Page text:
Google Chrome, the most widely used online browser in the world, was identified as the most vulnerable web browser, in a survey conducted by Atlas VPN. The popular web browser currently has 3,159 cumulative vulnerabilities, according to the VPN service provider, a division of Nord Security, which has revealed an estimated 303 flaws this year.
To access the enormous range of websites available on the World Wide Web, all internet users require a browser. As a result, browsers gather sensitive information, including credit card information and passwords for online accounts.
This is a major factor in the importance of web browser security. Web browsers are the software products most susceptible to security flaws, though, out of all of them.
As more people use Google Chrome than any other browser, more vulnerabilities are reported.
Microsoft Edge was said to have 103 vulnerabilities, a 61% increase from the previous year. According to the study, it has had a total of 806 vulnerabilities since its release.
Mozilla’s Firefox, which came in second place, has 117 vulnerabilities.
According to reports, Apple’s Safari browser is less prone to vulnerabilities than its rivals when compared to other browsers. 26 vulnerabilities were discovered in the first three quarters of 2022, and there have been 1139 vulnerabilities overall since its introduction, according to the report. Recently, with more than 1 billion users, Safari overtook Google Chrome as the second most widely used browser worldwide.
The CVE program keeps track of security holes and vulnerabilities on many platforms. Although the study claimed they may cause memory corruption on a machine, the database did not include information about these problems.
Notably, there were only 344 vulnerabilities in total for the Opera browser as of the beginning of 2022.
More than a billion people have used Safari as of May 2022, and Apple has been working hard to make sure that their browser is safe to use.
Recall that users of Google Chrome were issued a high-severity alert by the national cyber organization CERT-In. The Indian Computer Emergency Response Team stated in its most recent report that several vulnerabilities were present in several desktop versions of Google Chrome. A remote attacker could make use of these flaws to sneak around security measures, run arbitrary code, or disrupt service on the targeted system.
Is it safe to use Google Chrome after the accusation of being the most vulnerable web browser?
After the shocking volume of data that Chrome collected was made public, Google came under fire. There is a real danger to people’s privacy here. Even worse, a more significant problem for Google hasn’t even garnered media attention. Google’s “privacy first web” assertions are disproved by Chrome, which is completely out of sync with Safari, Edge, and Firefox. All of these are compelling reasons to stop using Chrome right now.
When Apple announced that it would require app developers to disclose the amount of data they had acquired and connected to their users last year, all eyes were on Google and Facebook. The two most valuable data machines in the world were likely to come under serious scrutiny, as many people had predicted. And indeed, that is what has happened.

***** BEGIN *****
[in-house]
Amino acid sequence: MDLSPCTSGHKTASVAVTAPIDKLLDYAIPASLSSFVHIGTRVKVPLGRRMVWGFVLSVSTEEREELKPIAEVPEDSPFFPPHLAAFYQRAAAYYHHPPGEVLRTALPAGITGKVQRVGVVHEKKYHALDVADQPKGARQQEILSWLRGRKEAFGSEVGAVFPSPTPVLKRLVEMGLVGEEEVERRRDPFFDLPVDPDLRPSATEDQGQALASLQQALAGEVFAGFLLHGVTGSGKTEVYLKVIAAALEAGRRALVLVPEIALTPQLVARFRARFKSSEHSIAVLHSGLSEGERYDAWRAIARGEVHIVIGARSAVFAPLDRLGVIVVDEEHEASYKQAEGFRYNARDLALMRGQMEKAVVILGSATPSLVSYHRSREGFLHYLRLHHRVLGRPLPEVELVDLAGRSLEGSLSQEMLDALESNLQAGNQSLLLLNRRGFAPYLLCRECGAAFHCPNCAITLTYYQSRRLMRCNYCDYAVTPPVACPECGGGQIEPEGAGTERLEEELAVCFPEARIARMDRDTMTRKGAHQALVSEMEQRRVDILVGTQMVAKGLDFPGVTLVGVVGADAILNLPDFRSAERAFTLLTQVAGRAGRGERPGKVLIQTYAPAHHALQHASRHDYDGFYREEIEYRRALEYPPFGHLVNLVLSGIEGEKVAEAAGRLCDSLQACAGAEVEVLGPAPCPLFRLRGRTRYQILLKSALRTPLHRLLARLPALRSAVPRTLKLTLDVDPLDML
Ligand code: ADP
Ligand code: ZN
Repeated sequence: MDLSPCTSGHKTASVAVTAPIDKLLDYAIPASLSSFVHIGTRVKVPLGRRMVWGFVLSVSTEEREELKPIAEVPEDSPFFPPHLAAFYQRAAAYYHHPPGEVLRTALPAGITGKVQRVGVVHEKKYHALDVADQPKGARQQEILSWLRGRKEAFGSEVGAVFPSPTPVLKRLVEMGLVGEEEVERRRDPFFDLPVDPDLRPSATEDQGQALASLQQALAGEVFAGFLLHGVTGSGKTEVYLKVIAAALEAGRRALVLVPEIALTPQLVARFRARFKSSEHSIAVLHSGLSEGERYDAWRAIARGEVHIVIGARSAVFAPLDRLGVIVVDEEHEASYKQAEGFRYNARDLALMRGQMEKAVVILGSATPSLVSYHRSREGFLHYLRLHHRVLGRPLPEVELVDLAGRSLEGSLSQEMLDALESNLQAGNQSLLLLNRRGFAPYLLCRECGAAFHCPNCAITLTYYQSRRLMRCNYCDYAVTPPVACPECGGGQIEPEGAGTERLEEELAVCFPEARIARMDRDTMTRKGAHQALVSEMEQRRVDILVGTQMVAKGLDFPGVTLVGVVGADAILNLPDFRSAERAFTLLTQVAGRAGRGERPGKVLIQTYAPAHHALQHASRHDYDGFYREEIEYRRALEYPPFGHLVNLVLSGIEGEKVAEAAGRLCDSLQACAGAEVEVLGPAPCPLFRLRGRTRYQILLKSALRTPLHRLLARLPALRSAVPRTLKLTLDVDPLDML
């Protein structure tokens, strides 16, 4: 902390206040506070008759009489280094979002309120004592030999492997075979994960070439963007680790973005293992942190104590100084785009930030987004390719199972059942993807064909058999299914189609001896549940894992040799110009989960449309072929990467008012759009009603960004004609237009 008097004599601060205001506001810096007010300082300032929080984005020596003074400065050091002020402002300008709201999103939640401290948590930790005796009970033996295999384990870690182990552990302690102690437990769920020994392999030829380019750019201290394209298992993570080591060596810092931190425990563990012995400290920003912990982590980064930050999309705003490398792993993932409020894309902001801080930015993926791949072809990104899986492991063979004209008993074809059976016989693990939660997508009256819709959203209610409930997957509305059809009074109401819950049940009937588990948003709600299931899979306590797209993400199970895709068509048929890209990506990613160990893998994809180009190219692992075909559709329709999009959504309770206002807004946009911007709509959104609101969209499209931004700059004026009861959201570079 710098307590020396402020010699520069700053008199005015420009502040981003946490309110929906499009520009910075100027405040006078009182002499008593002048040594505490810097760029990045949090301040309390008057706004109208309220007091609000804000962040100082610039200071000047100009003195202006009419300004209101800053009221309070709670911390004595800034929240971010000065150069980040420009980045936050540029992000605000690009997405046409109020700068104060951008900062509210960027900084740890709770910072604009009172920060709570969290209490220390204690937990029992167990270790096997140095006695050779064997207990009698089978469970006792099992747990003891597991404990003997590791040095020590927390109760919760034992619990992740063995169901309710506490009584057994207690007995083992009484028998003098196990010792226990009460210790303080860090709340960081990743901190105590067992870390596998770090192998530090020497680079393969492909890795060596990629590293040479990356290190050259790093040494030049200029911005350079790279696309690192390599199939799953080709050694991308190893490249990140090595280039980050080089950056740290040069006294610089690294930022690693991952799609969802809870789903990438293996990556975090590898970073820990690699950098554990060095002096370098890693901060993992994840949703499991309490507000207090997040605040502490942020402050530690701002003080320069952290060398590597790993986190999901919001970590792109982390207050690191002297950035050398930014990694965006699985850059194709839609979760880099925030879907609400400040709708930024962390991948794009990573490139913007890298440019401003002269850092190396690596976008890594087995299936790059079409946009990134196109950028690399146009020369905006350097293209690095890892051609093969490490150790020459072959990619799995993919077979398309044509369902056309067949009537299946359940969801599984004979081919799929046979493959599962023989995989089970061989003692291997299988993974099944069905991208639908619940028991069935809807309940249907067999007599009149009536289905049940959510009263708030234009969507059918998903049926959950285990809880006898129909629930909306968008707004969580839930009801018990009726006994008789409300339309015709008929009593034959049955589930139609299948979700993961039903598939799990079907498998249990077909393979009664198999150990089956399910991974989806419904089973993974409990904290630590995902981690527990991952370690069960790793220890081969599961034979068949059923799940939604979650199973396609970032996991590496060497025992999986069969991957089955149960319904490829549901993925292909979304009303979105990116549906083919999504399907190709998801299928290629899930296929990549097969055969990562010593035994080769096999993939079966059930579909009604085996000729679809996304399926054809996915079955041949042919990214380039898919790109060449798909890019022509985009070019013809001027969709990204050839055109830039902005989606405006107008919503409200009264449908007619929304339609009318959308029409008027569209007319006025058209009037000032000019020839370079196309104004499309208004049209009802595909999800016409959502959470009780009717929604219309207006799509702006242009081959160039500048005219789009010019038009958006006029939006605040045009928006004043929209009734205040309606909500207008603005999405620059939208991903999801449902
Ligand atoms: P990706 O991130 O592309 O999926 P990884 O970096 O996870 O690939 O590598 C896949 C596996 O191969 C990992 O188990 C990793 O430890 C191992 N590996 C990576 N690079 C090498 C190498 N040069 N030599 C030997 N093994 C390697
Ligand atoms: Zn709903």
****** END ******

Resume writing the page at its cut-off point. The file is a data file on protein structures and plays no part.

Google’s problem is that, unlike Facebook, it occupies both sides of the debate. On the one hand, Android and its mail, documents, and drive the ecosystem to protect your privacy; on the other, an advertising juggernaut that generates the majority of its yearly revenue—more than $100 billion in ad spend—stands in the way. It is essentially the same as Facebook in that respect.
When Chrome’s privacy label was finally made public, privacy-focused DuckDuckGo issued a warning: “Google doesn’t care about safeguarding user privacy; they care about protecting their surveillance business model. They would simply stop spying on the billions of individuals living in the world if they truly cared about their privacy.
DuckDuckGo concentrated on the user-related data that Google gathers. However, a different dataset in the details—included below—is significantly more harmful to Google and reveals alarming differences between Chrome and its top competitors.
How to keep your browser safe?
Hackers use a variety of methods to take advantage of browser flaws. Fortunately, there are several precautions you may do to lessen the likelihood that your browser will become infected.
- Update your browser frequently: Although it is true that browsers contain a lot of security flaws, their creators typically fix these flaws by providing updates. By installing browser updates as soon as they become available, you can reduce the likelihood that cybercriminals will exploit a weakness in your current browser version.
- Picking plug-ins wisely is important: In addition to being useful, browser plugins may potentially be dangerous or, even worse, have security flaws. Always make sure the most recent updates are installed and only select browser plug-ins from reputable vendors.
- Be wary of phishing: Exploiting kits targeted at unpatched browser vulnerabilities are frequently distributed by hackers via phishing techniques. Learning to spot phishing attempts is the best way to defend yourself from them. Emails and communications from unidentified senders shouldn’t often be opened. Make sure the message is coming from a reliable source before you click on links or open attachments.
Before responding to the content, check the sender’s email address or social media profile, even if you are familiar with them, to be sure they are not a spoof. If feasible, verify the message’s authenticity with each sender separately over a different channel. Additionally, be wary of any messages you receive that are riddled with grammatical and spelling errors, make urgent requests, or demand personal information from you.
edited and proofread by nikita sharma